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Cancer diagnosis decision rules

This study seeks to work out which symptoms and examination findings are the most effective in predicting lung or colon cancer. To decide the best clinical information to collect in the study we will interview patients and also get consensus from a group of experts. Then we will recruit 20,000 patients who consult their GP - half with lung symptoms and the other half with low bowel symptoms.

Background

In primary care the key areas of concern for both doctor and patients are delay in diagnosing cancer, getting high risk patients referred first, and keeping investigation to a minimum. Observational studies based on routine data have the great advantage of efficiently identifying  possible ‘signals’ for cancer but given the limitations of possible differential recording of clinical data by GPs, such studies make it difficult to adequately quantify the importance of individual variables and their possible weighting – and so make it very difficult to develop valid Clinical Prediction Rules (CPR).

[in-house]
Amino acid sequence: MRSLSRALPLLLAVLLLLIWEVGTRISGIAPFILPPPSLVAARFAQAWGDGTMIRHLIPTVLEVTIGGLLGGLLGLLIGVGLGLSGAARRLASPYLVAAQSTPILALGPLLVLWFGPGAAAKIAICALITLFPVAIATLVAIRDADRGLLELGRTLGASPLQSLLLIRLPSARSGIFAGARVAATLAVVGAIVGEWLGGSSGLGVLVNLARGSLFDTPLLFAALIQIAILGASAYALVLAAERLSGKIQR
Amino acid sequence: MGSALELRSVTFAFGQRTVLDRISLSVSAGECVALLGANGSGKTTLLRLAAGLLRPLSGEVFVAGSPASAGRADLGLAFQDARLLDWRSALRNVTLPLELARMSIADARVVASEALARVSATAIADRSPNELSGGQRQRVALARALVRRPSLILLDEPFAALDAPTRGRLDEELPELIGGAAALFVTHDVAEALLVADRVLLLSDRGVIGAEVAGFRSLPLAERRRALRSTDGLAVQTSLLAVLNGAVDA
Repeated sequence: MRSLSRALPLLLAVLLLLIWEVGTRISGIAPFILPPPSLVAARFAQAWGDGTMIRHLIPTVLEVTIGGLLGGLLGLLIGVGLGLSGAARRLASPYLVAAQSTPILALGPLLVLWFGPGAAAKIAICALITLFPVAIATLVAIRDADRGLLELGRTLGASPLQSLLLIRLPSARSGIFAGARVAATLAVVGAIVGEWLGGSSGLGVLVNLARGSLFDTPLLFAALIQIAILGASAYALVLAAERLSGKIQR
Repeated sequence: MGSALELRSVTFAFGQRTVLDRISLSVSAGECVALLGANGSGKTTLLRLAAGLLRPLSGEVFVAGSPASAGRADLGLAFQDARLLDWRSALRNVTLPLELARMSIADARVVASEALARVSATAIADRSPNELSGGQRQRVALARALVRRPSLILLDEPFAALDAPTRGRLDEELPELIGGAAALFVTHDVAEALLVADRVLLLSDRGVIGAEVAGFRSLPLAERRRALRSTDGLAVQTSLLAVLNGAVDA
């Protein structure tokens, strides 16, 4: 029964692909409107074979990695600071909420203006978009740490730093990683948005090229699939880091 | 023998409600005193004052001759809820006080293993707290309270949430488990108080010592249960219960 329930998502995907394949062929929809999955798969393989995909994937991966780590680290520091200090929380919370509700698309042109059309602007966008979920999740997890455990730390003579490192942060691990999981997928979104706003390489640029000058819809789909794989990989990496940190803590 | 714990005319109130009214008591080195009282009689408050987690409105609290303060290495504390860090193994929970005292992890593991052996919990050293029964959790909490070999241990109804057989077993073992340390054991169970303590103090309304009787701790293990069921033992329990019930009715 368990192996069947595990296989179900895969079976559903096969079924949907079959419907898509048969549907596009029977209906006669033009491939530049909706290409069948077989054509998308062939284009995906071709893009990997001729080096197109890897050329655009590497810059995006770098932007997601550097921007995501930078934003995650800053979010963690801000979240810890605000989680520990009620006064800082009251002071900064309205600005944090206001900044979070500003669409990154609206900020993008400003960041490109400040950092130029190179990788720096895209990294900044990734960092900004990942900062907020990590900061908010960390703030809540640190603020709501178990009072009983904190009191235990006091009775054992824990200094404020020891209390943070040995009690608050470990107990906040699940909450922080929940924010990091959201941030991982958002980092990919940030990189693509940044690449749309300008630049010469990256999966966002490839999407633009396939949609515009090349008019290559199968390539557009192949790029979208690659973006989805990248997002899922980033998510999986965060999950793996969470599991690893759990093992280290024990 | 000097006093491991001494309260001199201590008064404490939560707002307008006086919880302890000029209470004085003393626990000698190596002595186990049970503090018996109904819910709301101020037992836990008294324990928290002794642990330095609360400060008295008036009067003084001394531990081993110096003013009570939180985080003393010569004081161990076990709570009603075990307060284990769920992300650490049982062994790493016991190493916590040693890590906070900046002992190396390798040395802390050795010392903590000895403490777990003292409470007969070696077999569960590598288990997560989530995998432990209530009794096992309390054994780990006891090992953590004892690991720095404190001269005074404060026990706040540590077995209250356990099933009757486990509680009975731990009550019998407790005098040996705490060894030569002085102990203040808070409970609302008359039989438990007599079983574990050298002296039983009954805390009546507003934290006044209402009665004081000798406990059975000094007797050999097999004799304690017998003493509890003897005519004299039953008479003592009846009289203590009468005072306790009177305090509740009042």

There is promising research for two of the most common cancers seen in primary care (Lung and Colon) which suggest CPRs for these cancers should be possible but, again, there are significant limitations to these data.

Study Design: Multicentre observational study based on data of prospective cohorts
Sponsor: University of Southampton
Ethical Approval: REC No: 12/SC/0328
Chief Investigator:  Professor Paul Little (University of Southampton)
Contact Details: candid@phc.ox.ac.uk

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